Funding cut forces Tu Toa founder out of job

By Alexandra Newlove

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Ryan Donaldson has lost his position as co-ordinator of bullying behaviour awareness and prevention project Tu Toa at Whangarei Youth Space because of lack of funding. Photo / John Stone
Ryan Donaldson has lost his position as co-ordinator of bullying behaviour awareness and prevention project Tu Toa at Whangarei Youth Space because of lack of funding. Photo / John Stone

A project tipped to challenge young Northlanders' acceptance of bullying has been discontinued due to lack of funding, leaving a young man who started it without a job.

Whangarei Youth Space's Tu Toa (Stand Tall) Initiative last year created films and raised awareness of bullying among young people, culminating with the promise it would continue to spread the kaupapa in schools, before it unceremoniously petered out in October.

Ryan Donaldson, the 22-year-old who started the project and helped found the youth space, said he was "gutted, angry and ashamed" to see it go.

"Some very dedicated young people put so much time and commitment in Tu Toa and it ended in a year. All this time we were told to not treat this as another project but rather a longtime community movement."

Four groups - Channel North children's television crew Pukeko Echo; CCS Disability Action; LGBTQ youth group WhangaReinbow and members of Whangarei Youth Space - were involved in developing films for Tu Toa, each of which tackled a particular aspect of youth bullying.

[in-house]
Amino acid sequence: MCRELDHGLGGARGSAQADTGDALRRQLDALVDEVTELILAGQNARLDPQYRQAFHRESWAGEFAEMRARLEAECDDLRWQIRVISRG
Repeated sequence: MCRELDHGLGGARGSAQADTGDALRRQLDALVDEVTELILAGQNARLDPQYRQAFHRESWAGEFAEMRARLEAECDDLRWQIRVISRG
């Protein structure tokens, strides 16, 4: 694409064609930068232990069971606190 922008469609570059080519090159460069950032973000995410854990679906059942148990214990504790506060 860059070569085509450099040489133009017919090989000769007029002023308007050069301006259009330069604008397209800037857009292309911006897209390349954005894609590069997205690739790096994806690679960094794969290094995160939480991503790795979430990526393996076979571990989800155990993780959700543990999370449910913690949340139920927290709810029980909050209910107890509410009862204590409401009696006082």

Mr Donaldson was chairman of the group that worked for five years to establish Whangarei Youth Space. He said it "gutted" him to have been let go from the staff, though he acknowledged he knew when the project commenced that he was moving onto a fixed-term contract.

"Personally I'm gutted that I'm now out of a job, as I genuinely believed, and was continually told, that I would be looked after by the WYS.

"But ... I have genuinely learnt so much over that last year and met some amazing people that I am very grateful to the WYS for that experience."

Manaia Primary Health Organisation received a grant of $100,000 in October 2014 from MSD's Te Punanga Haumaru for Tu Toa on behalf of WYS.

WYS executive officer Beth Cooper said while she was "very hopeful" the project would be funded for another year, she had been forced to put it on the backburner.

"We knew that that was on the cards and conversations with MSD didn't result in a new contract," she said.

MSD said the fund that originally sponsored the project was not currently open for applications and Ms Cooper said Mr Donaldson's role could not be covered through other funding sources.

"Ryan's had to finish and that was a huge loss for us. We'd love to have him back but unless we get some funding we can't afford that. It's terrible, it's a terrible thing to have to do," she said.

She declined to comment on whether she had given Mr Donaldson any verbal assurances that his job would be safe. Ms Cooper said new WYS projects planned for 2016 included the outreach project Youth Space at Your Place and a series of talks by inspirational speakers.

- Northern Advocate

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